19 Years Ago: Sonic Youth’s ‘Experimental Jet Set, Trash and No Star’ Album Released
After all the buzz surrounding Sonic Youth when they released their landmark album ‘Daydream Nation’ in 1988, it was no surprise that they were soon scooped up by a major label. They made two pretty good but not quite spectacular albums for DGC (the same Geffen Records subsidiary that signed Sonic Youth pals Nirvana around the same time): 1990’s ‘Goo’ and 1992’s ‘Dirty.’ They even scored a pair of Top 10 modern-rock hits – sorta shocking, considering the band’s rep for artsy, unstructured noise tamed by, of all things, distorted feedback.
But those hits, and the relative success of ‘Goo’ and ‘Dirty,’ came at the price of old fans calling them sellouts. And maybe people who like their songs swallowed by untethered bursts of random abrasive clatter would see it that way: The music on ‘Goo’ and ‘Dirty’ was tighter, more focused and to the point. So when Sonic Youth returned to the studio in late 1993 to work on their eighth album, they figured it was time to win back some of those old fans.
‘Experimental Jet Set, Trash and No Star,’ which celebrates its 19th anniversary today, comes off like a compromise. Among the occasional radio-friendly tracks -- like the barely three-minute ‘Bull in the Heather,’ which made it to No. 13 on the modern-rock chart, and the opening ‘Winner’s Blues,’ a folk-tied acoustic song -- Sonic Youth scatter fractured noise collages and challenging chunks of no wave nostalgia. They even cap the album with the long, draining ‘Sweet Shine,’ a foggy throwback to ‘Daydream Nation’-style exploration.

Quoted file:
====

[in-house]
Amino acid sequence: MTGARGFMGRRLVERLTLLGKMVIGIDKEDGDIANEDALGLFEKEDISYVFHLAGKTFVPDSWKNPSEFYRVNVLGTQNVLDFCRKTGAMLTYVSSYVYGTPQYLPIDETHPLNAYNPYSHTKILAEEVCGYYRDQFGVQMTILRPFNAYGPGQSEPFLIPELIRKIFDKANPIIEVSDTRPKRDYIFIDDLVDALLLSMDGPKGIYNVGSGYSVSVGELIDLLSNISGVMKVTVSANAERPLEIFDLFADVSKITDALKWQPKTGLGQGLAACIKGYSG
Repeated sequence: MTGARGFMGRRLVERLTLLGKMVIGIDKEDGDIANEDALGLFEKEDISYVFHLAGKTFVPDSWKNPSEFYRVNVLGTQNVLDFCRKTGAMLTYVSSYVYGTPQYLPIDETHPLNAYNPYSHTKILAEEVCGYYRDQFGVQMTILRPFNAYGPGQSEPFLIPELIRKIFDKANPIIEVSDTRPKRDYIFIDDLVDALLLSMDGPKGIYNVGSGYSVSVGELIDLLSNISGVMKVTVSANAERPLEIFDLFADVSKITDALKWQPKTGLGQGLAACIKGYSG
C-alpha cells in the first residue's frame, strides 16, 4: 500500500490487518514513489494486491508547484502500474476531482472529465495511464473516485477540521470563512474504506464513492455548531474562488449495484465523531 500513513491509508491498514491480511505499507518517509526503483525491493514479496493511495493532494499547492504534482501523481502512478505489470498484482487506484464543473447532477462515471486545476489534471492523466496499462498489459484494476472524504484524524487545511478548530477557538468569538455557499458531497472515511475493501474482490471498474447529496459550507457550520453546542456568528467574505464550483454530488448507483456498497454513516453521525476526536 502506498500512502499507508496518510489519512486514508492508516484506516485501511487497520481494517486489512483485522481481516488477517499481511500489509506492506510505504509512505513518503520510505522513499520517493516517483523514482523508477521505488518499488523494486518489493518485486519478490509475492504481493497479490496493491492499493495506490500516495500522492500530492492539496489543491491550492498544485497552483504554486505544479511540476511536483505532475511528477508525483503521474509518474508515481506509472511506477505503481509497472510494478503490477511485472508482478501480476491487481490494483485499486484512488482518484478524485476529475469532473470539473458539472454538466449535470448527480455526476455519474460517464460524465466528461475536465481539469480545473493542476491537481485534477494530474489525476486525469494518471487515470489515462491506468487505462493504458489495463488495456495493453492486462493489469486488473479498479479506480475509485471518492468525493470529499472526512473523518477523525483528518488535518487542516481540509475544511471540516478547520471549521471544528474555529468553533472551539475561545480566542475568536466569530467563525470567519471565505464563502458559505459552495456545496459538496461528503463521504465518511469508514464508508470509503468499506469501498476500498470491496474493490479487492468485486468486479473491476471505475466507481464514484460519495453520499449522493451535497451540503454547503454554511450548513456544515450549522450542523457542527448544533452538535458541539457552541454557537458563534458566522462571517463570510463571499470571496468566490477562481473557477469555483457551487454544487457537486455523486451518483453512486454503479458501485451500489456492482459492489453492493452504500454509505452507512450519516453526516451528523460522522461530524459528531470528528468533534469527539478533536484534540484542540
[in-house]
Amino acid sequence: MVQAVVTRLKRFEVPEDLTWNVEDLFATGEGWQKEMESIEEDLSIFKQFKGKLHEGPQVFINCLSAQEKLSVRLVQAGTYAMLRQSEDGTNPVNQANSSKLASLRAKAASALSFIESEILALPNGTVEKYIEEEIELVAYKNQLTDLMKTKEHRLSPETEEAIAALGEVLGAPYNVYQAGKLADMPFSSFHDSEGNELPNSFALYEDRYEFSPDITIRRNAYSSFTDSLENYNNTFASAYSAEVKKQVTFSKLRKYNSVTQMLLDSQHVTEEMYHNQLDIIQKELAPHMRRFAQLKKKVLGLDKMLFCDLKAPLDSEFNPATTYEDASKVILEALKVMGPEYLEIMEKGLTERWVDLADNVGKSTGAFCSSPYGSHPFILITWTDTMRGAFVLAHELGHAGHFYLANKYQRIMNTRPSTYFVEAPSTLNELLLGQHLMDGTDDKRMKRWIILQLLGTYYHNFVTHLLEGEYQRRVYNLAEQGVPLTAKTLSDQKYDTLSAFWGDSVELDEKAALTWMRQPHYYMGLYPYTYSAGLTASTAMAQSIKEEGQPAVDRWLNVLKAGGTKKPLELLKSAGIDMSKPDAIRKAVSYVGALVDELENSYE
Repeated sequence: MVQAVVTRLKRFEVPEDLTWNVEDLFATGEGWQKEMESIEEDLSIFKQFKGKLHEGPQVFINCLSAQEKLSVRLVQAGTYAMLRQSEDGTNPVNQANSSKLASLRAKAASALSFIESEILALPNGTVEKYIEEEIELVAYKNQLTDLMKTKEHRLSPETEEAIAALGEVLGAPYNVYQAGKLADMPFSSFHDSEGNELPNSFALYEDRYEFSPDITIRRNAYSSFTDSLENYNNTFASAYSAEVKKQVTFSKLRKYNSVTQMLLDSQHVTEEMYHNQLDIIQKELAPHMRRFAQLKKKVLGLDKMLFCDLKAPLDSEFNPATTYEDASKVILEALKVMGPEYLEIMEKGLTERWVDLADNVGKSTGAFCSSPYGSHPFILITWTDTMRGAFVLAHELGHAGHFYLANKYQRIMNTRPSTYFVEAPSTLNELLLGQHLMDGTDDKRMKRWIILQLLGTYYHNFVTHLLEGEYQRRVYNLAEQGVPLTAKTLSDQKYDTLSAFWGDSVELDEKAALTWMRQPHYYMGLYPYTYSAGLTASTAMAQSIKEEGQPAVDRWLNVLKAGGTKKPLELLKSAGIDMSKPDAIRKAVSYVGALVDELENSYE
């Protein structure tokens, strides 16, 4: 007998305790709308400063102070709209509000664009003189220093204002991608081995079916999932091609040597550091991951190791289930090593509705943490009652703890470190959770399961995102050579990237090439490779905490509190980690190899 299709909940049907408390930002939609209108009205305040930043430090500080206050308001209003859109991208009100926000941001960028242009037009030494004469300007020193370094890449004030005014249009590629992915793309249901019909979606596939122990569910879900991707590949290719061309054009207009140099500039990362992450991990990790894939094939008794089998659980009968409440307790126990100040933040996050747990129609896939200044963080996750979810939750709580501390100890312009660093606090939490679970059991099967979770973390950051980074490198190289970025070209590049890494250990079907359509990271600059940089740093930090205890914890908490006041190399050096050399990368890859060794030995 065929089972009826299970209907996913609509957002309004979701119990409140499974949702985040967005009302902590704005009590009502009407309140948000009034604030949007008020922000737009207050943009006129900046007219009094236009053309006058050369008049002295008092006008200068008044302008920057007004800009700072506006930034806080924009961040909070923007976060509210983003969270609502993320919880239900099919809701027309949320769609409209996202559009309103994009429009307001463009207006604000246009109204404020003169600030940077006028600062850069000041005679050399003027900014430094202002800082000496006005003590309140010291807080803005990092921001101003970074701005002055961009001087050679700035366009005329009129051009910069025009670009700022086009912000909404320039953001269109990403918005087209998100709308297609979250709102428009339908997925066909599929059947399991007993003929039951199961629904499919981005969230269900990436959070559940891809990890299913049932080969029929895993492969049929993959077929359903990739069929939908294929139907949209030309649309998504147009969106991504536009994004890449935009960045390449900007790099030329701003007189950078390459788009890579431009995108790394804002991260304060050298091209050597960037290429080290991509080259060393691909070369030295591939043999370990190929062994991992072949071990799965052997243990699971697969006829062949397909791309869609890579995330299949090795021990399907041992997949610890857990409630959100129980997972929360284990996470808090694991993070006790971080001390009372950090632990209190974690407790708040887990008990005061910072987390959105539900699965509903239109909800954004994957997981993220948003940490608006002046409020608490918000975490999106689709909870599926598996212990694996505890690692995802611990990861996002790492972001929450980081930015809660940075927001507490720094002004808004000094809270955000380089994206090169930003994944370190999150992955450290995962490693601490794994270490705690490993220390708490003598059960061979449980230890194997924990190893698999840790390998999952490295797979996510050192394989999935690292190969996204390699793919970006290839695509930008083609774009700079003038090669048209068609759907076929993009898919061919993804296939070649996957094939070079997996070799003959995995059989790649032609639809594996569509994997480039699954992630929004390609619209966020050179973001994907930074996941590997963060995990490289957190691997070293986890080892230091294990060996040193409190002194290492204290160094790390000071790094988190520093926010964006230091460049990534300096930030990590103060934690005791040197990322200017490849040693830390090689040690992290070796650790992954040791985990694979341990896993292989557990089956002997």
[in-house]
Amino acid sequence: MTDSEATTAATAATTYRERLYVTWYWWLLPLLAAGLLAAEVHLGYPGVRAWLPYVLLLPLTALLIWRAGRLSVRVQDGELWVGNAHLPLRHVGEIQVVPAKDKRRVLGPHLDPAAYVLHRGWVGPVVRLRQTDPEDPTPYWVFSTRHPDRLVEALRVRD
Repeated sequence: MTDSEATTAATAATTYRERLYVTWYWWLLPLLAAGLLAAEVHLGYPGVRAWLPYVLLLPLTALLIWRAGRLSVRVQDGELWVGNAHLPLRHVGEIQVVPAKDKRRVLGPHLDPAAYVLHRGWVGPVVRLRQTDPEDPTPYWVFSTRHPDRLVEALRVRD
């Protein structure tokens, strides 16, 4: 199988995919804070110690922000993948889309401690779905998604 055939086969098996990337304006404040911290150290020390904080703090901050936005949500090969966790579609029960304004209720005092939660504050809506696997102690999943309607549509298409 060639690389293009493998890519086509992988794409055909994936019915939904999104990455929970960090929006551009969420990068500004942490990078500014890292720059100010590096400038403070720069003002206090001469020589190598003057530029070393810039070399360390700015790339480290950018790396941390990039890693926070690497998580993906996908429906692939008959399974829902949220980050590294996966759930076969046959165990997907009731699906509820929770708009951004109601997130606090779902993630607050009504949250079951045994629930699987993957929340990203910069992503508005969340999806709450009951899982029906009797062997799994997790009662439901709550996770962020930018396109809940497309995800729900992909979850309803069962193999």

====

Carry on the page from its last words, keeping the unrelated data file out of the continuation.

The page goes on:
The album was the band’s first to reach the Top 40, peaking at No. 34. They wouldn’t get this high again until 2009’s ‘The Eternal.’ But ‘Experimental Jet Set, Trash and No Star’ isn’t very good. In fact, it may be, besides the dismal ‘A Thousand Leaves’ from 1998, Sonic Youth’s worst album since they became college-radio big shots in the mid ‘80s. But it serves a purpose. They played the corporate game for two records; this one was for them. And for better or worse, it sounds like it.
Listen to 'Experimental Jet Set, Trash and No Star'